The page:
Scientists reveal how goldfish make alcohol to survive without oxygen

August 11, 2017, University of Liverpool
Common goldfish. Credit: public domain

Scientists at the Universities of Oslo and Liverpool have uncovered the secret behind a goldfish's remarkable ability to produce alcohol as a way of surviving harsh winters beneath frozen lakes.

Humans and most other vertebrate animals die within a few minutes without oxygen. Yet goldfish and their wild relatives, crucian carp, can survive for days, even months, in oxygen-free water at the bottom of ice-covered ponds.

During this time, the fish are able to convert anaerobically produced into ethanol, which then diffuses across their gills into the surrounding water and avoids a dangerous build-up of lactic acid in the body.

The molecular mechanism behind this highly unusual ability, which is unique among vertebrates and more commonly associated with brewer's yeast, has now been uncovered and is published in the journal Scientific Reports.

The international team has shown that muscles of goldfish and crucian carp contain not just the usual one, but two sets of the proteins normally used to channel carbohydrates towards their breakdown within a cell's mitochondria - a key step for energy production.

While one set of these proteins appears very similar to that in other species, the second set is strongly activated by the absence of oxygen and shows a mutation that allows channelling of metabolic substrates to ethanol formation outside the mitochondria.

Further genetic analyses suggest that the two sets of proteins arose as part of a whole genome duplication event in a common ancestor of goldfish and crucian carp some 8 million years ago.

Dr Michael Berenbrink, an evolutionary physiologist at the University of Liverpool, said: "During their time in oxygen-free water in ice-covered ponds, which can last for several months in their northern European habitat, blood alcohol concentrations in crucian carp can reach more than 50 mg per 100 millilitres, which is above the drink drive limit in these countries.

"However, this is still a much better situation than filling up with lactic acid, which is the metabolic end product for other vertebrates, including humans, when devoid of oxygen."

Lead author Dr Cathrine Elisabeth Fagernes, from the University of Oslo, said: "This research emphasises the role of whole genome duplications in the evolution of biological novelty and the adaptation of species to previously inhospitable environments.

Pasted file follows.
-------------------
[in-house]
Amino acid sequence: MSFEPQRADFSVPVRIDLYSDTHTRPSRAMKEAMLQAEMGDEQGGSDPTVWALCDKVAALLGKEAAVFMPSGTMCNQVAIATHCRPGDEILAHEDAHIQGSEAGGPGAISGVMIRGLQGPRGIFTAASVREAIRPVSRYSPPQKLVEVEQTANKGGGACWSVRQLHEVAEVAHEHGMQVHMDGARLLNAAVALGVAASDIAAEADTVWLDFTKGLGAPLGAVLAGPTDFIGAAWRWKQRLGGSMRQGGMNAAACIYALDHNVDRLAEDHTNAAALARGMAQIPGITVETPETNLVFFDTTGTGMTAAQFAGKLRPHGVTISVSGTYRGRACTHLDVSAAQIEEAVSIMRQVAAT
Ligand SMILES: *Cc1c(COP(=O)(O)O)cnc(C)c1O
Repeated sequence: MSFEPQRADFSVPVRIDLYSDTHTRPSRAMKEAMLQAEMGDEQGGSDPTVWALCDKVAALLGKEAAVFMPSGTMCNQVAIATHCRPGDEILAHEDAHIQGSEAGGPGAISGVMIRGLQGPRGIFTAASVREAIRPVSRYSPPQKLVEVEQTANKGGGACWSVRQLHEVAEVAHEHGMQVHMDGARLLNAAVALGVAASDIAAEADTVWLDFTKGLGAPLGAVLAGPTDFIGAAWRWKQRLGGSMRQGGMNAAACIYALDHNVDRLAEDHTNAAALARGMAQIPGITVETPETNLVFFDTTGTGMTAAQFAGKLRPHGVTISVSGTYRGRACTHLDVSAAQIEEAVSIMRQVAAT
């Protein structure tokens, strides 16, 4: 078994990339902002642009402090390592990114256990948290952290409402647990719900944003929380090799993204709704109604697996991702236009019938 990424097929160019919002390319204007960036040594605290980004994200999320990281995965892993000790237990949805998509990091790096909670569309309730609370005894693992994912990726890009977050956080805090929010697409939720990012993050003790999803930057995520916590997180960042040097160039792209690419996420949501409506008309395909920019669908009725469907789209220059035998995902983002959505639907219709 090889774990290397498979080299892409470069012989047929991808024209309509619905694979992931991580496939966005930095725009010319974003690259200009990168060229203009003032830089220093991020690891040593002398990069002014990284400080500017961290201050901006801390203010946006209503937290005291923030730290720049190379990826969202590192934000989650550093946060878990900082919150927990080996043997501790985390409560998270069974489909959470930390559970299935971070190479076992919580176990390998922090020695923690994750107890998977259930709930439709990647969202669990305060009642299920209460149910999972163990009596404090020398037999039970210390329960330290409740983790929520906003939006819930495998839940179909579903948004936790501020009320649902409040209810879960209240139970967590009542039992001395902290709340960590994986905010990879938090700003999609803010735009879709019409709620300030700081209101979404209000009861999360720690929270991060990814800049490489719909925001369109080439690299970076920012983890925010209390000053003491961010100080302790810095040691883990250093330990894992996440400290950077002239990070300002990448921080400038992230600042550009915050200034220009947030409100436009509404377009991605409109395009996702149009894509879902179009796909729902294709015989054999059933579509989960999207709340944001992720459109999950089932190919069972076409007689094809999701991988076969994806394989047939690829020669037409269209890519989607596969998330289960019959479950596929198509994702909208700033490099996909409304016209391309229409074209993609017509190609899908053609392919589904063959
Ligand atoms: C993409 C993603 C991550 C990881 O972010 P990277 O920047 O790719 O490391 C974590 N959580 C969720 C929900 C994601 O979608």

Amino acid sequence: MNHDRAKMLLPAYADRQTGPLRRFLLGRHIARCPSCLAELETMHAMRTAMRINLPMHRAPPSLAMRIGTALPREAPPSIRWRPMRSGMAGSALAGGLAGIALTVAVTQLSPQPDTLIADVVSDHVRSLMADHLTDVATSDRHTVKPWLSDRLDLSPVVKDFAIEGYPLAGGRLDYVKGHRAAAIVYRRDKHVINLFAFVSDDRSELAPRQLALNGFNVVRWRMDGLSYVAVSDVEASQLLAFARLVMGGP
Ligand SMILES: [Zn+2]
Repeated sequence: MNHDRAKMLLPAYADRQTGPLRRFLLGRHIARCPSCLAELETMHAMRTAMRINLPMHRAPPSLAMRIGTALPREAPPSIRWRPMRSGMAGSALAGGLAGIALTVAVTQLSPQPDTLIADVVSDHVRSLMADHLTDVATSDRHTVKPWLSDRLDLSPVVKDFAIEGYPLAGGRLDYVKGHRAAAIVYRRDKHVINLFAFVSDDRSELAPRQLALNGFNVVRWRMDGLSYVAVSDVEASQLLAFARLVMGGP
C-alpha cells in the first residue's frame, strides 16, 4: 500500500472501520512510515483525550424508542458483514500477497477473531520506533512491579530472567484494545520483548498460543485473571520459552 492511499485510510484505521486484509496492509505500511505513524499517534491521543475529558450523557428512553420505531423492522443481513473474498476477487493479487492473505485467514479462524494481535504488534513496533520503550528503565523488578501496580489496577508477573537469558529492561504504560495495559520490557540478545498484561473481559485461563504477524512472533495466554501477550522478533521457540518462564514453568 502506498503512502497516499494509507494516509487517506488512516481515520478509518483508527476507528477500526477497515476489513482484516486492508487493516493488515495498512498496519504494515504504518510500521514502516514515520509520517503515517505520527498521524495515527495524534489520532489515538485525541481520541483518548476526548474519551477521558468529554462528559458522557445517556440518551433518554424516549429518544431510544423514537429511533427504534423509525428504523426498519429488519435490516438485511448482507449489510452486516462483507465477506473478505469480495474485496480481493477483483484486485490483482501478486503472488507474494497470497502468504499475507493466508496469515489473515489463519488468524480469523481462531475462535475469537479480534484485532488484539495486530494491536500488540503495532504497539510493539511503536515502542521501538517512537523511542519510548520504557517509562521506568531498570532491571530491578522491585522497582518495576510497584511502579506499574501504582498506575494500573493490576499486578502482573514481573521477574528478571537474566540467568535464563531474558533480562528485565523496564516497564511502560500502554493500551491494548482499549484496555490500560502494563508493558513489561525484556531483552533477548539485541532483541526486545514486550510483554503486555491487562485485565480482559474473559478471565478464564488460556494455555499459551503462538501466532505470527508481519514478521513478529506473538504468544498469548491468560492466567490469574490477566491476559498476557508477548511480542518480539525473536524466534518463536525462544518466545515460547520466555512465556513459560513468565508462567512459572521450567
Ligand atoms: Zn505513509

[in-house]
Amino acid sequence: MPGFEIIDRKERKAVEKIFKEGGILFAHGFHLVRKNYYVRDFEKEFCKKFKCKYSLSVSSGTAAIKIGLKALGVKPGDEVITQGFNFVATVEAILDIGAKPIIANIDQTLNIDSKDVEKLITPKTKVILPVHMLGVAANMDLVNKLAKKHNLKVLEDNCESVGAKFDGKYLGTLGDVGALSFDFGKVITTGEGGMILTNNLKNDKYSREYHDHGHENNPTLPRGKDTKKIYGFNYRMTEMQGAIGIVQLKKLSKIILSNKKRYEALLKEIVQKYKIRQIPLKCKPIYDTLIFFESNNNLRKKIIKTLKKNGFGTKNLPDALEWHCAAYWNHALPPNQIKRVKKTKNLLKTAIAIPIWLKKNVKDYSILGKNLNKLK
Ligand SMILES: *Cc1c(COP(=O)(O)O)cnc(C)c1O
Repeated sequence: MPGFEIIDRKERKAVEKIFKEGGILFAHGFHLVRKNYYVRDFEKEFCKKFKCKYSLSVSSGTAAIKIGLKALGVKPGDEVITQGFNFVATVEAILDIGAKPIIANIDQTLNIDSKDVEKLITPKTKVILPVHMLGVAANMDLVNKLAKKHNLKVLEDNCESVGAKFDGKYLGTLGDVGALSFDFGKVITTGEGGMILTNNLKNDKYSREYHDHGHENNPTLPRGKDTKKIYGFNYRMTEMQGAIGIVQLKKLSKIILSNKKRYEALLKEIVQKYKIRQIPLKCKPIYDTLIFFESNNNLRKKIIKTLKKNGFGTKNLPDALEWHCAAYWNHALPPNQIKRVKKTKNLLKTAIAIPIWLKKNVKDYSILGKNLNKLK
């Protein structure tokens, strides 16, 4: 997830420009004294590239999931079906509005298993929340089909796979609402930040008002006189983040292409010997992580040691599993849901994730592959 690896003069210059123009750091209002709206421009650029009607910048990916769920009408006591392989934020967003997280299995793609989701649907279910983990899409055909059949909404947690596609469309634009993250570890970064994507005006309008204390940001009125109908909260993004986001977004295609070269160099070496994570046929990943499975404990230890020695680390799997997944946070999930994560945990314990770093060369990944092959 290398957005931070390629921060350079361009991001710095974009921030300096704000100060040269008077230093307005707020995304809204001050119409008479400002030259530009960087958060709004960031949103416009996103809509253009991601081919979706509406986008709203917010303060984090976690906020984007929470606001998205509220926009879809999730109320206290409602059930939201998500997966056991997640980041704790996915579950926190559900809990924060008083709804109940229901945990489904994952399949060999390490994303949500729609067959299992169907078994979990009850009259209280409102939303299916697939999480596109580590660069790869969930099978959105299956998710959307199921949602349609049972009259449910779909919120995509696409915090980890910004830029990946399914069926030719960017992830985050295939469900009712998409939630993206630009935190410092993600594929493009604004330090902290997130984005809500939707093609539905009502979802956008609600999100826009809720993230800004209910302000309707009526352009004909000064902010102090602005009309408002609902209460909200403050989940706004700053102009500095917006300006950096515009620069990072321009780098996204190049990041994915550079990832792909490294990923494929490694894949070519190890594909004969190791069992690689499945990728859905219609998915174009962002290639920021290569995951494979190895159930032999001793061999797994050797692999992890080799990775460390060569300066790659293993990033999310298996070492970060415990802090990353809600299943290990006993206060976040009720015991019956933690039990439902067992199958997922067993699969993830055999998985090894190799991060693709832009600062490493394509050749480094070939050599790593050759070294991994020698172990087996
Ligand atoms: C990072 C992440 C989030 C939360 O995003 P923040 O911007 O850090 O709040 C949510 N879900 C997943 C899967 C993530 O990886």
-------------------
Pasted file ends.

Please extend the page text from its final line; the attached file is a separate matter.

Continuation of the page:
"The ethanol production allows the crucian carp to be the only fish species surviving and exploiting these harsh environments, thereby avoiding competition and escaping predation by other fish species with which they normally interact in better oxygenated waters.

"It's no wonder then that the crucian carp's cousin the is arguably one of the most resilient pets under human care."

Explore further: Physiology Allows Crucian Carp to Survive without Oxygen

More information: Cathrine E. Fagernes et al, Extreme anoxia tolerance in crucian carp and goldfish through neofunctionalization of duplicated genes creating a new ethanol-producing pyruvate decarboxylase pathway, Scientific Reports (2017). DOI: 10.1038/s41598-017-07385-4

Related Stories

Physiology Allows Crucian Carp to Survive without Oxygen

August 25, 2006

Cooling water temperature during the fall prompts the crucian carp to store vast amounts of glycogen in its brain to keep the brain functioning and healthy from February to April, when there is no oxygen left in the ponds, ...

Recommended for you

World's last male northern white rhino, Sudan, dies

March 20, 2018

The world's last male northern white rhino, Sudan, has died after "age-related complications," researchers announced Tuesday, saying he "stole the heart of many with his dignity and strength."

Why aren't humans 'knuckle-walkers?'

March 20, 2018

Our closest biological relatives, the African apes, are the only animals that walk on their knuckles; CWRU researchers discovered why


Adjust slider to filter visible comments by rank

Display comments: newest first

5 / 5 (2) Aug 12, 2017
50 mg/ml is about 6% volume in the blood. (!) Maybe it's also useful as antifreeze?
Whydening Gyre
5 / 5 (1) Aug 12, 2017
50 mg/ml is about 6% volume in the blood. (!) Maybe it's also useful as antifreeze?

Which is 75 times more than the legal limit in Illinois...
And roughly 20 times more than it takes to kill ya...
Aug 14, 2017
This comment has been removed by a moderator.

Please sign in to add a comment. Registration is free, and takes less than a minute. Read more

Click here to reset your password.
Sign in to get notified via email when new comments are made.